|Something I have been thinking about more and more recently are the implications of what seems to be a human condition and the preferred modus operandum of our brain: thinking in boxes. Can I hear some of you groan, “Oh no, not another one asking us to ‘think outside the box’!”? That is not what I suggest; what I suggest is much scarier than that.I suggest that in the 21st century we need to learn to think without boxes! Boxes, linearity, discrete and separable steps are what we are used to, and yet I believe that the context of the 21st century is such that we have to move beyond that. I used to call this phenomenon ‘convergence’ and it started by the realisation that products no longer fit into neat boxes – think about smart phones and all their different meanings and functions! Think about the blurring of boundaries between products and services. Think about the blurring of boundaries between professional and private lives –(while I am aware that many Germans have 2 phones, one ‘professional’ and one ‘personal’, I believe they are the exception. Think about the blurring of industry boundaries. Think about the shifting and blurring boundaries of consumer profiles – the days of using demographics and socio-economic groupings are well and truly over. And think about the way we used to think about our lives: childhood, education, work, retirement—does it really still work like that? Once you start looking, you see dissolving boxes everywhere… Good bye to either/or. Hello to and!
Either/or worked in the past when things were changing slowly…when there was time to focus on one thing at a time. Looking around to see whether it is just me or others have been thinking along these same lines, I found some supporting evidence. The first is from the fields of Chaos Theory and Complexity Theory. Both invite us to re-think our assumption of linearity and predictability.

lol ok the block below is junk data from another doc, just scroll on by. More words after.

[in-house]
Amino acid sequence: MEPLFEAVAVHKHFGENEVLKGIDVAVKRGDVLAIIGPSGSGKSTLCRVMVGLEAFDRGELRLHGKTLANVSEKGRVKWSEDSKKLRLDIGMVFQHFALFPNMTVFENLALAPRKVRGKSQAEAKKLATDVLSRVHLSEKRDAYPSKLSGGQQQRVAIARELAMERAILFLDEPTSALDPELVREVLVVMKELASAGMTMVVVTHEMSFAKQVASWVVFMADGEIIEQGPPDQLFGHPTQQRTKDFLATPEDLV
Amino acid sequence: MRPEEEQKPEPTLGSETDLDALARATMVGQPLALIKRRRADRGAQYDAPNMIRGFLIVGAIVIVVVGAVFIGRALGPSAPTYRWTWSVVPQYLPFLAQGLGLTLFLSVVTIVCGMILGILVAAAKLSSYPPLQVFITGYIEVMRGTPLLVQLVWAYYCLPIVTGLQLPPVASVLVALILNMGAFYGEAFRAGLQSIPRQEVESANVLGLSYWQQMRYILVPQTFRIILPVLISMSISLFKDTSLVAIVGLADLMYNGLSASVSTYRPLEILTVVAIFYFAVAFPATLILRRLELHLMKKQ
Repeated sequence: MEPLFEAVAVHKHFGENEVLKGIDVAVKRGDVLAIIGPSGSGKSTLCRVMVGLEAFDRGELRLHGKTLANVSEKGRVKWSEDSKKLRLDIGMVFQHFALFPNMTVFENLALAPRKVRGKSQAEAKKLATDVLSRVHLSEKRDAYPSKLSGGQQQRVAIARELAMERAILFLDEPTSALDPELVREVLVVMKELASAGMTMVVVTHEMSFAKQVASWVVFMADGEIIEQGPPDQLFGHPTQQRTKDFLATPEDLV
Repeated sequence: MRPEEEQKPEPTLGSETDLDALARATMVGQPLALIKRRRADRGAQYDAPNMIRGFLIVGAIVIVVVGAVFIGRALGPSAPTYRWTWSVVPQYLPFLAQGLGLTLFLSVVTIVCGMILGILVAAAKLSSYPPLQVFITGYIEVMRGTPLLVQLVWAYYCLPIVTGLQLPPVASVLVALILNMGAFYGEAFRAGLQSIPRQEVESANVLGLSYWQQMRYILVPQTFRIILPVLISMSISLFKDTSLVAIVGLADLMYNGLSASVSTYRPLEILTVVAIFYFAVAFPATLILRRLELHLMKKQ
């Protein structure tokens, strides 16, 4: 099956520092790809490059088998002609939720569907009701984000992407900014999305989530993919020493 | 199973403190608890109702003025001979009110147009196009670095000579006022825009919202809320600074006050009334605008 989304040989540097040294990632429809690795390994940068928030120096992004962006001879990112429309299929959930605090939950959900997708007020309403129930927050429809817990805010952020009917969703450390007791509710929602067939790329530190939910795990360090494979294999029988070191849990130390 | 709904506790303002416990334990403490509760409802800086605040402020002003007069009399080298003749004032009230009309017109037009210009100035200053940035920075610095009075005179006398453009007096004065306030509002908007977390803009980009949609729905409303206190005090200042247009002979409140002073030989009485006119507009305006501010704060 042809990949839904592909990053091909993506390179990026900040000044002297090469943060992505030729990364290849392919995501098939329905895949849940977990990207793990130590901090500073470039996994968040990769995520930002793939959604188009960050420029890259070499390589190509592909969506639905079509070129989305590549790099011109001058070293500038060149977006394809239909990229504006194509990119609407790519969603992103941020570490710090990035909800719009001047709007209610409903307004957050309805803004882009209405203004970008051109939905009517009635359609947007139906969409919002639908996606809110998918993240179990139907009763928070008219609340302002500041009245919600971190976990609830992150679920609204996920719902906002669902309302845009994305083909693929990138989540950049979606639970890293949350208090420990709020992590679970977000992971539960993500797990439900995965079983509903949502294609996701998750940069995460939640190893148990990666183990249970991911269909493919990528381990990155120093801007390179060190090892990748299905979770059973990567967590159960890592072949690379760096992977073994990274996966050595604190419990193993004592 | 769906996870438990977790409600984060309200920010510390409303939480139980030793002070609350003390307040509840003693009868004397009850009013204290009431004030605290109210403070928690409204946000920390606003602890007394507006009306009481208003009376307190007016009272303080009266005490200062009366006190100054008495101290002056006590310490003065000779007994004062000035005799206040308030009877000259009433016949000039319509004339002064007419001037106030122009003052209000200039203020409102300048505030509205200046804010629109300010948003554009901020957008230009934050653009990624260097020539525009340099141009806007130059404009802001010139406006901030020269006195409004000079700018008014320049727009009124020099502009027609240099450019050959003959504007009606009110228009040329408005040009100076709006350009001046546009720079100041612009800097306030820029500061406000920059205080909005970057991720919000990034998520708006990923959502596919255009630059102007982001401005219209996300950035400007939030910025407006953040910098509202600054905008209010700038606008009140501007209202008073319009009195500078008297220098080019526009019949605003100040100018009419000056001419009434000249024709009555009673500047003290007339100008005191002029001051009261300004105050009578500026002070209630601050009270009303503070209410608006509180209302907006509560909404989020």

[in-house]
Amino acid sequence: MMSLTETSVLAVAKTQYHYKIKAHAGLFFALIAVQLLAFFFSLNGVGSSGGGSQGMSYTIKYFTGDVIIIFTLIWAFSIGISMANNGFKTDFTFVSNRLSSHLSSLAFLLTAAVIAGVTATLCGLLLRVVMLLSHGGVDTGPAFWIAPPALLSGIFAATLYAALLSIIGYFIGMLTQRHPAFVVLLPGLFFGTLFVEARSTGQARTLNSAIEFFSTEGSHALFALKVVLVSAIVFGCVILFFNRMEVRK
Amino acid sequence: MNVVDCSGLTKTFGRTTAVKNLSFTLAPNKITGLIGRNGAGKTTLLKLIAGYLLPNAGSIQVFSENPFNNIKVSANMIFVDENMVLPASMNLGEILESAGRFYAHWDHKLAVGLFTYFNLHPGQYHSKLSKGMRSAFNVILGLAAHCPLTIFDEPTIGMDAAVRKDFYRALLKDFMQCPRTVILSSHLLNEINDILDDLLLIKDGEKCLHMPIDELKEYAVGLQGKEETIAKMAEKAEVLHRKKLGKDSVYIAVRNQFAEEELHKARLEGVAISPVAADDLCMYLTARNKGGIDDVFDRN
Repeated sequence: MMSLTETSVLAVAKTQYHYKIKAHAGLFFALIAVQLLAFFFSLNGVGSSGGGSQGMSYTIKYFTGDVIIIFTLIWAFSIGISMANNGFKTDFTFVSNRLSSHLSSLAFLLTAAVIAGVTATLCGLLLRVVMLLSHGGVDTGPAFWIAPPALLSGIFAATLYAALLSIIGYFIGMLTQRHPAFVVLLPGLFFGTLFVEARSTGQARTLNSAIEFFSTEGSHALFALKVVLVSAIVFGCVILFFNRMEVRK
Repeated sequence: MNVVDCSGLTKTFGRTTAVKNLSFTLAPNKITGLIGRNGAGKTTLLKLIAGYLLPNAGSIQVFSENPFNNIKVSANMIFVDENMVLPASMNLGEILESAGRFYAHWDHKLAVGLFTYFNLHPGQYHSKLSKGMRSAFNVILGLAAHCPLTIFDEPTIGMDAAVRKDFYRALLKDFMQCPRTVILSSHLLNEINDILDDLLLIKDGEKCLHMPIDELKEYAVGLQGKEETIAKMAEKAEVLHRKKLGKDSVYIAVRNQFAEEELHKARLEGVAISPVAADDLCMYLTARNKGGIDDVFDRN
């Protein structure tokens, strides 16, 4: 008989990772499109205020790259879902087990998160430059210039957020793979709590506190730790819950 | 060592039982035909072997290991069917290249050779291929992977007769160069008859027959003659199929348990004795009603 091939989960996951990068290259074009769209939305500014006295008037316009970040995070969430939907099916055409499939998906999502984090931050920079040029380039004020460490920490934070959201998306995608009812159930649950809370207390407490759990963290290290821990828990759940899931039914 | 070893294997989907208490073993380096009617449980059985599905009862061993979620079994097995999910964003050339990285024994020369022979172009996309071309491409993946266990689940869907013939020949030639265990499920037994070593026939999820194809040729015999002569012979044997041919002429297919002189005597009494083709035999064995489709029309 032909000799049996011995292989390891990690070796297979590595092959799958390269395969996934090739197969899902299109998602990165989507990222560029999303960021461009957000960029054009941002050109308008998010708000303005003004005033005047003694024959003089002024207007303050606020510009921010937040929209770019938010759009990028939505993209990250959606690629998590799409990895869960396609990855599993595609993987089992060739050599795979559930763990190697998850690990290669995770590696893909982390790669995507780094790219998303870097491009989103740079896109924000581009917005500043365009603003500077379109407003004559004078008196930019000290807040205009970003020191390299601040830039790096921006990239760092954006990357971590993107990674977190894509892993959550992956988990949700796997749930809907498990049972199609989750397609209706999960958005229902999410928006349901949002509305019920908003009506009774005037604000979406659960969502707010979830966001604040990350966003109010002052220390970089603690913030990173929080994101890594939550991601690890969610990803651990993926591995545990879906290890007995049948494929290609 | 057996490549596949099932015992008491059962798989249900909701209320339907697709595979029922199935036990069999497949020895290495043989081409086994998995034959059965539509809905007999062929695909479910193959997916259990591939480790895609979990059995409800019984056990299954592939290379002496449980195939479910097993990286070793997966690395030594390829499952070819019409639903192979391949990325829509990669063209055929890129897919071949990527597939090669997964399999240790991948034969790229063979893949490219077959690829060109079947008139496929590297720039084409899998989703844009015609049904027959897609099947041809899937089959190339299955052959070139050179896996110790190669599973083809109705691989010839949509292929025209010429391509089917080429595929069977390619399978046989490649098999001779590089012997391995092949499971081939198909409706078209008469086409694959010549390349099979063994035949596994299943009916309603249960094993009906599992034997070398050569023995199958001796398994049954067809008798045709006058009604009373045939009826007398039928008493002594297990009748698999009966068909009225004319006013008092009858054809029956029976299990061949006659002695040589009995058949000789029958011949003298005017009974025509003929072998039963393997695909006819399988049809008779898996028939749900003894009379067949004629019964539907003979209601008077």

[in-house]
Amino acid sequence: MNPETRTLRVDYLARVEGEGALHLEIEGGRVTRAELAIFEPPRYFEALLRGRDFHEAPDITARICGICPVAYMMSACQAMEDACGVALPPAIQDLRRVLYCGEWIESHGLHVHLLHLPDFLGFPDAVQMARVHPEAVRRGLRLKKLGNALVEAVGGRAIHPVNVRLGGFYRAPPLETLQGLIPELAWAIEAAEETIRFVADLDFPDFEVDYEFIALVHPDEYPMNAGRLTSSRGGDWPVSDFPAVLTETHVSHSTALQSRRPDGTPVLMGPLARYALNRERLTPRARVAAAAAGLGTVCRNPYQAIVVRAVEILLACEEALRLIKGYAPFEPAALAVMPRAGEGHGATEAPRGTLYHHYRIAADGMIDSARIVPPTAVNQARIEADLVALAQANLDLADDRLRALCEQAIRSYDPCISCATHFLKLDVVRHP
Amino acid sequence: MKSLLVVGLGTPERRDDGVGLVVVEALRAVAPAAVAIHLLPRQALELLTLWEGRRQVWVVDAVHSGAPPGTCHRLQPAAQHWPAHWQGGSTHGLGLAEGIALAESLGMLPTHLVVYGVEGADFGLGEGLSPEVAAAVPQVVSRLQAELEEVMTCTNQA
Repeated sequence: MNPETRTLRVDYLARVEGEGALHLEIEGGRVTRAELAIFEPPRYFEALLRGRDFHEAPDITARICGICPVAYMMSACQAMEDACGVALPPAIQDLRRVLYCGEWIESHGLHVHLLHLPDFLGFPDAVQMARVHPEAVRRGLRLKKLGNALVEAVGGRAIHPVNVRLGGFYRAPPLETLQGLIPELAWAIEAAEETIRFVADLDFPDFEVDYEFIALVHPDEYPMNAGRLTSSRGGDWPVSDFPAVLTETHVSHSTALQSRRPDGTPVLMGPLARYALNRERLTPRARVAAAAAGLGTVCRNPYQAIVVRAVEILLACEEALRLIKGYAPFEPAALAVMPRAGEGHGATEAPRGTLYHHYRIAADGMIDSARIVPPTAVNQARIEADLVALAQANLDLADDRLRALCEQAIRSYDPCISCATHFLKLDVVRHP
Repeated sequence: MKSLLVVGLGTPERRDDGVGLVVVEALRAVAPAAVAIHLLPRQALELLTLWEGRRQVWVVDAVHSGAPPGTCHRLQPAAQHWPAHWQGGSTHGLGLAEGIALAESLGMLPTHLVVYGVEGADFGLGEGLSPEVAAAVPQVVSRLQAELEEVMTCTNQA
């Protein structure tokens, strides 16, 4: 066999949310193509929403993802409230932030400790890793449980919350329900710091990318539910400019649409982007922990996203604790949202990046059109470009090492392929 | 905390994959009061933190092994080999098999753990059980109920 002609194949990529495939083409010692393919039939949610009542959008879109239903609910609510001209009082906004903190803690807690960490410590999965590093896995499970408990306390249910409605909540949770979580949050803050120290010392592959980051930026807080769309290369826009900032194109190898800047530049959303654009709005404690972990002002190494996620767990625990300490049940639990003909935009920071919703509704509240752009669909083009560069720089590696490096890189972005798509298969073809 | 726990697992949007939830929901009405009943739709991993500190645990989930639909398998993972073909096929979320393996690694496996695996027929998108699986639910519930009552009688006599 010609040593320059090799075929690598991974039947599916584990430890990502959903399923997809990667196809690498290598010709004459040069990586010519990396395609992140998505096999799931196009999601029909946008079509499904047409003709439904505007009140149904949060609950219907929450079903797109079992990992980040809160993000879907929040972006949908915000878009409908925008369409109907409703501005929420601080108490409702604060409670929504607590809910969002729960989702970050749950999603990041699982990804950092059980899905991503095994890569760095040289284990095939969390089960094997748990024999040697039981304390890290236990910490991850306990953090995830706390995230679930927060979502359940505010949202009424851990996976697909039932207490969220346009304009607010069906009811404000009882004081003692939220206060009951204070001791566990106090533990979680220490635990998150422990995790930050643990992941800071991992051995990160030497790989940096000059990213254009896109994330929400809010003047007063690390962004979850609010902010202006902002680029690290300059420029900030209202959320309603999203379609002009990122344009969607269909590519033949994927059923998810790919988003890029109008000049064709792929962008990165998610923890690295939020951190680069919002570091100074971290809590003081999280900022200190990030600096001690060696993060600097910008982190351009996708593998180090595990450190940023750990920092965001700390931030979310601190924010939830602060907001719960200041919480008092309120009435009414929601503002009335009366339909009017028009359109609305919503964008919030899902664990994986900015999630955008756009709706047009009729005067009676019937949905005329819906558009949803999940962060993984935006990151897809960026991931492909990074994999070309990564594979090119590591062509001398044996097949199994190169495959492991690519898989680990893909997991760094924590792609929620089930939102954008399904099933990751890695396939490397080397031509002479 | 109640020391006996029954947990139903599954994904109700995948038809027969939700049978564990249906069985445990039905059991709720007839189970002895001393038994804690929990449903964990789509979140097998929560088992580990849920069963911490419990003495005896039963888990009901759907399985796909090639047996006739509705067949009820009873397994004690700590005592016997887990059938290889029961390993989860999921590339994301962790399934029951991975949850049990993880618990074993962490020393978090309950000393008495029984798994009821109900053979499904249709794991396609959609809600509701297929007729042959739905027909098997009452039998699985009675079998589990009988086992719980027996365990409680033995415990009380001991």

This reminds me to share the second in a series of articles that link concepts of physics to innovation by Ålvaro Urech, member of the ILF Wider Community. This time, he proposes that innovation is neither a random nor a deterministic process, but a chaotic one! Have a read. A second source of support are Quantum Physics and Schrödingers Cat, which confront us with the fact that there is no certainty, only probabilities—and that something can be in more than one state. In the case of Schrödinger’s Cat, the cat can be both dead and alive (well, until we actually observe it…). Curious? Watch Schrödingers Cat Explained.
Another article I would like to share in this context is Networking Your Way to Innovation by Judith Perle, a friend and member of the ILF Wider Community, in which she explains why and how networking is vital to innovation. I would also argue that, if we are to stay alert to all the changes going on around us, there is nothing like a good network to help!
Letting go of boxes requires a willingness to live with uncertainty and give up the illusion of control. It builds on awareness and understanding, rather than knowing. It means constantly monitoring and observing, in order to be able to embrace what changes and opportunities may emerge. Letting go of boxes also means that endpoints are imaginary and that all becomes part of a journey.
I think this is enough musings for one mailout . Here are a few things we have come across recently that might be useful on that endless journey.
UK-based NESTA. Nesta is an innovation charity with a mission to help people and organisations bring great ideas to life. Read Nesta’s article on 10 Trends, Social Movements and Technological Breakthroughs that they believe will impact our lives. Might you be intrigued by another NESTA article, New Ways to Grow, ways that are rooted in social innovation?
Beautiful Biomimicry. And finally, an innovation that seems particularly relevant here in the UK, where we have been plagued with a lot of flooding recently: Student Develops An Ingenious Building Material That Shapeshifts In Response To Rain.